In Qatar, it can be 40 degrees outside but shopping malls will be 17 degrees," explained Hughes."Three quarters of all energy consumption in those hot countries can be air conditioning."You can't keep everybody happy but we started by doing mathematical models to work out acceptable temperature ranges for players and fans and we worked backwards from there."We did the computer modelling and wind-tunnel work in Sheffield, Qatar University did the live tests.
It took three years and now the first of the stadiums has been rolled out, plus the concourse and transfer zones."We're aiming for a range of 24-26 degrees but could get it down to 21 degrees.
If he can come in for the last weeks it will be a big bonus.” There will be no pressure for Garmston to return before the end of the season and it’s still doubtful that he will play again until pre-season.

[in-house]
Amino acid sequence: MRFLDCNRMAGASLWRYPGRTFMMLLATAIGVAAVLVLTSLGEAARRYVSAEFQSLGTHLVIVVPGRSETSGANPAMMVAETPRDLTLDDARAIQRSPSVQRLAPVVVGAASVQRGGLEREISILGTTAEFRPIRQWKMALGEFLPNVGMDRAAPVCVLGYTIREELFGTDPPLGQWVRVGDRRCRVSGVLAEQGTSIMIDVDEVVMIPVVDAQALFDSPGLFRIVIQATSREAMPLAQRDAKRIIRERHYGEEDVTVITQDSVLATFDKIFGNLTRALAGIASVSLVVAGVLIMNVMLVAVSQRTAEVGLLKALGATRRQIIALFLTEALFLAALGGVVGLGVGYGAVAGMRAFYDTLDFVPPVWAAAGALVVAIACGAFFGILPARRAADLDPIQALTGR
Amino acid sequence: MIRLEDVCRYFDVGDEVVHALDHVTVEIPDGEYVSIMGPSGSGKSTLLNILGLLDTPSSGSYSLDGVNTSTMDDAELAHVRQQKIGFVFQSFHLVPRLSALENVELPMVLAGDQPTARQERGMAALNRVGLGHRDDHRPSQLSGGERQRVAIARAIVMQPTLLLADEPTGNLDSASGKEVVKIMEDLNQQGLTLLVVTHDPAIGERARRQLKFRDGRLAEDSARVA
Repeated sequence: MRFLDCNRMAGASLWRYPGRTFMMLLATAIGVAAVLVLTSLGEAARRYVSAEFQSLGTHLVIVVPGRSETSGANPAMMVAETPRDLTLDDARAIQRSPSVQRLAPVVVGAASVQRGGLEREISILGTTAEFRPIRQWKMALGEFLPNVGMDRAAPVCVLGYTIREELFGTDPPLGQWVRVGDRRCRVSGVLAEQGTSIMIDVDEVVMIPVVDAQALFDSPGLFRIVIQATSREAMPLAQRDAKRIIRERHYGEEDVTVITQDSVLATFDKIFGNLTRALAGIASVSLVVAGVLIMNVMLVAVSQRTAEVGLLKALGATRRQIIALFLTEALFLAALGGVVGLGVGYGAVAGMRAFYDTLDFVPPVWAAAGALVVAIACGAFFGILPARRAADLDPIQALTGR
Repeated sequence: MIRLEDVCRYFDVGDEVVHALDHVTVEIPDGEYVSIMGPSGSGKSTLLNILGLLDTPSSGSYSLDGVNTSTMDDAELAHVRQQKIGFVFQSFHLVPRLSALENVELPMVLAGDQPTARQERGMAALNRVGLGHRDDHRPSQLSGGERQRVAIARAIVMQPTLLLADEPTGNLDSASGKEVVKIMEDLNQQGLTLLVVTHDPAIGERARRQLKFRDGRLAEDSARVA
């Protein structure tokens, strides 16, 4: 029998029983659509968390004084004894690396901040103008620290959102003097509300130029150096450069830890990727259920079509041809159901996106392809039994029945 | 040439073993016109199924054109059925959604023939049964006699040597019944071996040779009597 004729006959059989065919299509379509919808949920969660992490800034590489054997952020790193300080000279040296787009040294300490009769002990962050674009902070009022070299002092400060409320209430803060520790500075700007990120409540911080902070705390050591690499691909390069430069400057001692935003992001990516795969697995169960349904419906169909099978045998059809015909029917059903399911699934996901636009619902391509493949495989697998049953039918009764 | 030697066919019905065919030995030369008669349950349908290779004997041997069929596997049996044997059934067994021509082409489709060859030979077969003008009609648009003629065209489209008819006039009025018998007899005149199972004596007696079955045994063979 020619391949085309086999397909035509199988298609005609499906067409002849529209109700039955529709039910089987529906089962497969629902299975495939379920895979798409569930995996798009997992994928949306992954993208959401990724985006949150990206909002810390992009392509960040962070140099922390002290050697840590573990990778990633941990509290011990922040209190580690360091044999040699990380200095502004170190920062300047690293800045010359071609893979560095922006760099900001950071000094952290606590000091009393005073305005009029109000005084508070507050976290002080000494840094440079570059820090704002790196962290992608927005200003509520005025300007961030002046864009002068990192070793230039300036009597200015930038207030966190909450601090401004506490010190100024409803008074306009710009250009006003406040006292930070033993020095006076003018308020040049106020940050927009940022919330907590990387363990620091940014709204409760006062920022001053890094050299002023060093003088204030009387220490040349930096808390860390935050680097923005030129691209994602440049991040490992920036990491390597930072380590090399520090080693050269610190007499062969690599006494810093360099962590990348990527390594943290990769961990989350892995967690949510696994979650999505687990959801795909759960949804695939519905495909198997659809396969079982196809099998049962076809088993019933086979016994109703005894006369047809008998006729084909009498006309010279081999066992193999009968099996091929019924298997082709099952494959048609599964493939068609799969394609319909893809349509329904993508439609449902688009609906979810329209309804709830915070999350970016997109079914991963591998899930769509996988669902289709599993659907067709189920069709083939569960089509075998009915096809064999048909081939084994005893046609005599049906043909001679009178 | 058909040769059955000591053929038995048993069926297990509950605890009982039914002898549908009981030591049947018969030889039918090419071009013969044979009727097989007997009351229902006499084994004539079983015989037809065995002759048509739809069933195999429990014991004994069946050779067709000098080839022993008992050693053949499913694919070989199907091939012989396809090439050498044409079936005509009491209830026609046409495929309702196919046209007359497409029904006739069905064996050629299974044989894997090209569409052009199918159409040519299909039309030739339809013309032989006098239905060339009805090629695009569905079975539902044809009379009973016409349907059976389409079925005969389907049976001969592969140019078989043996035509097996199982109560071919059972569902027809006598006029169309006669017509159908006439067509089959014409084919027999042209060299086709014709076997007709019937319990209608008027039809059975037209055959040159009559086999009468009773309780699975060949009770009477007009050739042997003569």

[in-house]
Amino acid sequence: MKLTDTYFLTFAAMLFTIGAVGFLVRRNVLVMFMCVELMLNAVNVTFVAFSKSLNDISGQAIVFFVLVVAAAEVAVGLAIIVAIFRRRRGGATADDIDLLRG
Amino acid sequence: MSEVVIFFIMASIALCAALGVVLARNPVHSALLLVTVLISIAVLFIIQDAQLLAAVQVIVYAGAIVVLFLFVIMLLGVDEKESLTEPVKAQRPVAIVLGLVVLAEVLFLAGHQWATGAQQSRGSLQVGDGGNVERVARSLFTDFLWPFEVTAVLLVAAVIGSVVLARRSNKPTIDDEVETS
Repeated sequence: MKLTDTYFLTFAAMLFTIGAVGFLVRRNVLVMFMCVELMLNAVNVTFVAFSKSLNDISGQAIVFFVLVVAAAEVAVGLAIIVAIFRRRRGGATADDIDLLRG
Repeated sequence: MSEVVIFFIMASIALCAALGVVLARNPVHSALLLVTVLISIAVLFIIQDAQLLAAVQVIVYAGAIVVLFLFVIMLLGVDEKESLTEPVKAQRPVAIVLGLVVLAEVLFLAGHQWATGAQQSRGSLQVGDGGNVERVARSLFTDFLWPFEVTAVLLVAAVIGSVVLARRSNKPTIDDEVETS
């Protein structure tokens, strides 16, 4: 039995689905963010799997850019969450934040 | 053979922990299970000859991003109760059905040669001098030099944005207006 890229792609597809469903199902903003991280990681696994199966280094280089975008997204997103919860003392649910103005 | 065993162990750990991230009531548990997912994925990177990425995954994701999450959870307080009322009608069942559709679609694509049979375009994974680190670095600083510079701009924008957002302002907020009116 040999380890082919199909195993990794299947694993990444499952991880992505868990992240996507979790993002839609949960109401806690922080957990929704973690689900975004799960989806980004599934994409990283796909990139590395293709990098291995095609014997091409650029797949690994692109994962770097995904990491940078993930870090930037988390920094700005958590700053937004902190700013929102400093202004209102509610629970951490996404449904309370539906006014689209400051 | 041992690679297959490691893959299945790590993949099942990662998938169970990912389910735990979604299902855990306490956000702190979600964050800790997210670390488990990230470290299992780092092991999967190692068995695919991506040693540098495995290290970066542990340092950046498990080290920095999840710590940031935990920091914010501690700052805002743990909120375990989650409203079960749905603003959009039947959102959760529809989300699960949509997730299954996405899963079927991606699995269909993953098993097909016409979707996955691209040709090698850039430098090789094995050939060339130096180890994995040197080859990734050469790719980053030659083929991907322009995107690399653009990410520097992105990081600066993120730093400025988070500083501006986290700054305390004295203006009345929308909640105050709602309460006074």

His injury problems have limited him to just seven appearances for the Gills this season, completing just one full 90-minute match.
Fears about the effectiveness of that technology, its environmental impact and the fact nothing could be done to reduce outside temperatures led FIFA in 2015 to move the tournament to November and December.
This is where Dr Ben Hughes' team at Sheffield University and their research partners at Qatar University come in.
Speaking to Press Association Sport, "It will be on full blast trying to get there.
That's what a football stadium without a roof is like."Normal air conditioning wouldn't work.